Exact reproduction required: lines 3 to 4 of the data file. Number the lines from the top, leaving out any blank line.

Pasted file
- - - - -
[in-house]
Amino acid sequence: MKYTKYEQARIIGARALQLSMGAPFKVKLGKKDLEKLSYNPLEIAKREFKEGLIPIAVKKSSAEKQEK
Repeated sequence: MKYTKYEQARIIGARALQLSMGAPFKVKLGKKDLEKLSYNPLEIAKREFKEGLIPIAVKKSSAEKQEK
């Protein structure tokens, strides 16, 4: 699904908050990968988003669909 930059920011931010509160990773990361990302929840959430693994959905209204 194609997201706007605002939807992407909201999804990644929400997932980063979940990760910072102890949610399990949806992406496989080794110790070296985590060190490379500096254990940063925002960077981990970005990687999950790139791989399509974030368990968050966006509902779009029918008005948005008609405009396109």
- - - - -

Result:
Repeated sequence: MKYTKYEQARIIGARALQLSMGAPFKVKLGKKDLEKLSYNPLEIAKREFKEGLIPIAVKKSSAEKQEK
């Protein structure tokens, strides 16, 4: 699904908050990968988003669909 930059920011931010509160990773990361990302929840959430693994959905209204 194609997201706007605002939807992407909201999804990644929400997932980063979940990760910072102890949610399990949806992406496989080794110790070296985590060190490379500096254990940063925002960077981990970005990687999950790139791989399509974030368990968050966006509902779009029918008005948005008609405009396109």